For some adults who love Disney, it's like a religion
For "Disney adults" — people who love all things Disney and spend vast amounts of money and time on Disney-related products and experiences — the brand is a lifestyle.
In Chanée Hill's house, there is an entire room dedicated to The Walt Disney Co. Shelves display hundreds of dollars' worth of Disney merchandise. A vanity contains Disney makeup collections. An accessories station is decked out with Mickey Mouse ears and character jewelry. The walls are papered with Disney backdrops for making TikToks and taking pictures.
@itsnaturallynay Disney withdrawals are real 😭 #disneyadult #disney #disneyland #blackgirlmagic #bhm #disneydecor #disneyprincess #disneyears #fyp ♬ original sound - E.LaBella
Hill, who lives in the San Francisco Bay Area and works as a medical assistant, is a Disneyland pass holder and makes the six-hour drive to Anaheim, Calif., multiple times a year.
"It just makes you feel magical," she said. "You can just let yourself go, immerse yourself in the experiences that Disney gives you."
Hill, 37, is a self-proclaimed "Disney adult," a term colloquially used to describe an adult who loves all things Disney and spends vast amounts of money and time on Disney-related products and experiences.
A story about a Disney-loving couple's wedding went viral last week when a Reddit user asked if they were wrong for forgoing catering in order to afford appearances from Mickey and Minnie Mouse at their reception.
It seems a new article or post about a Disney adult goes viral every few weeks, and the comments are always the same, telling them to "grow up," get a real life or use their money to travel abroad instead. They're a beloved subject of hate online — the hashtag #disneyadultsaretheworst has almost 7 million views on TikTok.
James Demetriades, an attorney in Connecticut, has heard all the criticisms of Disney adults. Demetriades, 28, has been to Disney World in Florida more than 30 times.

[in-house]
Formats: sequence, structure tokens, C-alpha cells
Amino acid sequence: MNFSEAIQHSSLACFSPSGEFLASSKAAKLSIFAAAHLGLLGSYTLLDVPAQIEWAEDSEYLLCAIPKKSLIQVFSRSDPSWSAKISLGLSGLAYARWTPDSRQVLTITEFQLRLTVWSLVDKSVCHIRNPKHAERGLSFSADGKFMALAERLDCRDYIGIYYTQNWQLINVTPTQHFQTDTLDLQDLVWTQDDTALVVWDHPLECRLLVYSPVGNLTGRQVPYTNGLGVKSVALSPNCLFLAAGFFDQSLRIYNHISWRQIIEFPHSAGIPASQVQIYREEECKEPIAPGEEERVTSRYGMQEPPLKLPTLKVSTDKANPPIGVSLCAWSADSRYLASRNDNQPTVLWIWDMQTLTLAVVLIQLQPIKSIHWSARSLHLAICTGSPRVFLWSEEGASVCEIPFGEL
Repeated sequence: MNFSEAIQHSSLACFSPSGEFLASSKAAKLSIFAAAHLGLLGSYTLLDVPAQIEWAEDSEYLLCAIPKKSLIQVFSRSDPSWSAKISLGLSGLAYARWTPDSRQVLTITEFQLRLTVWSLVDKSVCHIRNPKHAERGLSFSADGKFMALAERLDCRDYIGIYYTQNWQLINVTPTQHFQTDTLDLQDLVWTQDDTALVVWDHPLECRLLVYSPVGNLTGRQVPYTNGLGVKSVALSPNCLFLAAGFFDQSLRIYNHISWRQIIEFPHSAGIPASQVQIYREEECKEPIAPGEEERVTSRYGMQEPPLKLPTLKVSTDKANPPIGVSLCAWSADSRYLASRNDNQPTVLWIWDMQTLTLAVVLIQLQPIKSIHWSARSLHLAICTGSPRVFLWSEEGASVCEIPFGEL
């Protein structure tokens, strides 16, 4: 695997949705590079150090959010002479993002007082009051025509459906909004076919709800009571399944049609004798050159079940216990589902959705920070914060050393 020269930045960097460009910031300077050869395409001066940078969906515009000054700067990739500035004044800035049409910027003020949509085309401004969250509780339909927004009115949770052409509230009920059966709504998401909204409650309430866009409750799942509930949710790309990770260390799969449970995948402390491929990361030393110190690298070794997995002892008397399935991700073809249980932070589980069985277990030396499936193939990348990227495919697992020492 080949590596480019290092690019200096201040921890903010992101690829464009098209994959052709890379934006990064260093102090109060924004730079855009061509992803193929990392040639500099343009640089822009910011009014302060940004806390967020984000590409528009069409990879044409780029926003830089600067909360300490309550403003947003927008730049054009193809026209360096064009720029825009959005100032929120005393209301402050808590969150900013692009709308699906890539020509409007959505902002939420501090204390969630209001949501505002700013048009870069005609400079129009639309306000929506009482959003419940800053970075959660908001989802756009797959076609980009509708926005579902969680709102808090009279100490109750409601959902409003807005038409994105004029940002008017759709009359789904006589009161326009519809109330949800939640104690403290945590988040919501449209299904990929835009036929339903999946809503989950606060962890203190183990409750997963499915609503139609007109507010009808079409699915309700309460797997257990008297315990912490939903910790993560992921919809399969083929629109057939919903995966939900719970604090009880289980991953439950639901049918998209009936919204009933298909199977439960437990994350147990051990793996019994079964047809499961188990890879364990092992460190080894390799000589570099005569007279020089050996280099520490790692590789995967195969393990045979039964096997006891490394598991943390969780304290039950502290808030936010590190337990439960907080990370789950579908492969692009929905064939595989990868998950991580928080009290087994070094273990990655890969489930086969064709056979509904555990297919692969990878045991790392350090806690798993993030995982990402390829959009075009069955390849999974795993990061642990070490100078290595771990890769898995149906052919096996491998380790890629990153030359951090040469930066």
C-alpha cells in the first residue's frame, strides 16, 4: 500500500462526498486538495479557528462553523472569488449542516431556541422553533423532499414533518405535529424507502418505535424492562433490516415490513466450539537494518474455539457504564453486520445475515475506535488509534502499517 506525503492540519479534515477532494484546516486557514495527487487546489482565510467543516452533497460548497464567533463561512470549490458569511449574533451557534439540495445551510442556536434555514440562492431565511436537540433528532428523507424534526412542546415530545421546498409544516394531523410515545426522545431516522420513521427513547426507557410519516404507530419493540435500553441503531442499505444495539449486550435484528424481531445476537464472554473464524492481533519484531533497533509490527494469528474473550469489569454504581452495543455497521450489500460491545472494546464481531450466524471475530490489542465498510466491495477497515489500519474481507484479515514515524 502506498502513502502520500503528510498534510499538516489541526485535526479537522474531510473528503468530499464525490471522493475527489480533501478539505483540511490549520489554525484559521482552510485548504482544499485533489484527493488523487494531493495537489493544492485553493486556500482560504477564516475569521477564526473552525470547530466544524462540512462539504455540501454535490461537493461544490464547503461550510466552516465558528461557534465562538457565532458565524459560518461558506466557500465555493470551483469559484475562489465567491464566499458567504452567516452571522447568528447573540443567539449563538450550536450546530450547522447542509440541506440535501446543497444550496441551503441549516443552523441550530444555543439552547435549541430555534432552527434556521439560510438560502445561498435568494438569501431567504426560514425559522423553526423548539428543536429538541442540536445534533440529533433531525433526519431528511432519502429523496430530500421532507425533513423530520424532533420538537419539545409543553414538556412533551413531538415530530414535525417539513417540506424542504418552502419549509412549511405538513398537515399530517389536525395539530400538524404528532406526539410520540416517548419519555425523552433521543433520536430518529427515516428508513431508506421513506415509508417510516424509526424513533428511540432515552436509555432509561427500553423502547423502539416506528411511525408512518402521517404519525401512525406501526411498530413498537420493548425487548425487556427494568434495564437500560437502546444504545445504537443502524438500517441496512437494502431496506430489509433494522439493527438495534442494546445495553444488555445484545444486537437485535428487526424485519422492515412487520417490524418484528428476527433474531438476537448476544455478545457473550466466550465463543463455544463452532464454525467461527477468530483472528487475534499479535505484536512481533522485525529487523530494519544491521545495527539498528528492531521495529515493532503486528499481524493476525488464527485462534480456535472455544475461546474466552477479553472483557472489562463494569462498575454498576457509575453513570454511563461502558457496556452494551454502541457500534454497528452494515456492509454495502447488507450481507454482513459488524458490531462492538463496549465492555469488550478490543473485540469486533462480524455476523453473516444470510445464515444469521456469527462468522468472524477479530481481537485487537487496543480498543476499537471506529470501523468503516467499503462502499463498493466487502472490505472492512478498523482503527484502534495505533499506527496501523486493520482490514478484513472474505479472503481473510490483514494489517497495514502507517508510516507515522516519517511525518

In 2021, he took three trips to Disney World. Each trip, he estimates, costs about $2,000. Nowadays he visits with family or his boyfriend, but he used to go alone in college or law school if he couldn't find a companion.
"As an adult, it's about having that escape and having those pieces of nostalgia that you can go back to," he said.
Jodi Eichler-Levine, a professor of religion at Lehigh University, researches Disney and its connection to religion: how world religions intersect with Disney and how Disney itself functions as a religion.
One of the ways that Disney is like a religion to some, Eichler-Levine argues, is as a pilgrimage of sorts.
"People see their trips to Disney in a very reverent light," she said. "People will go there and talk about being transformed or making crucial memories. And they'll go to mark particular lifecycle events, like announcing a pregnancy or after they've gotten through treatment for an illness."
For Demetriades, a large part of his love for Disney is the connection with his family. He grew up going to Disney World in Florida every year and said Disney movies have been a way for him to connect and bond with his sister, who has autism.
Hill's childhood memories are tied to Disney movies, which were more affordable for her family than trips to Anaheim or Orlando. Hill, who has a chronic health disorder called hidradenitis suppurativa, said watching Disney movies brings her great comfort when she's stuck in bed with pain.
Demetriades and Hill are two of many Disney adults who have meaningful connections to Disney that go beyond basic fandom.
Eichler-Levine, who has spoken out as a defender of Disney adults, says those connections are "tremendously misunderstood."
The vitriol directed toward Disney adults often relies on personal attacks of their character, and often their sanity, with the word "crazy" being thrown around particularly often.
"They're normal. They're not crazy. People who hate Disney adults often aren't taking the time to understand why this is so powerful for so many," she said.
Hill said she often faces questions from her co-workers about going to Disney alone, but she brushes it off. "I might be weird to somebody, but it doesn't matter. I'm confident in my love for Disney."
Eichler-Levine urges those criticizing Disney adults to "lead with empathy."
"Are there structural critiques to be made of the Walt Disney Co.? Sure. But just because something is capitalistic doesn't mean it's entirely tainted. Something can make money but also bring people great joy and meaning."
Hill and Demetriades both expressed the same sentiment: If it doesn't hurt anyone, then it shouldn't be bothering anyone.
"It's something that simply makes us happy," Hill said.
Copyright 2022 NPR. To see more, visit https://www.npr.org.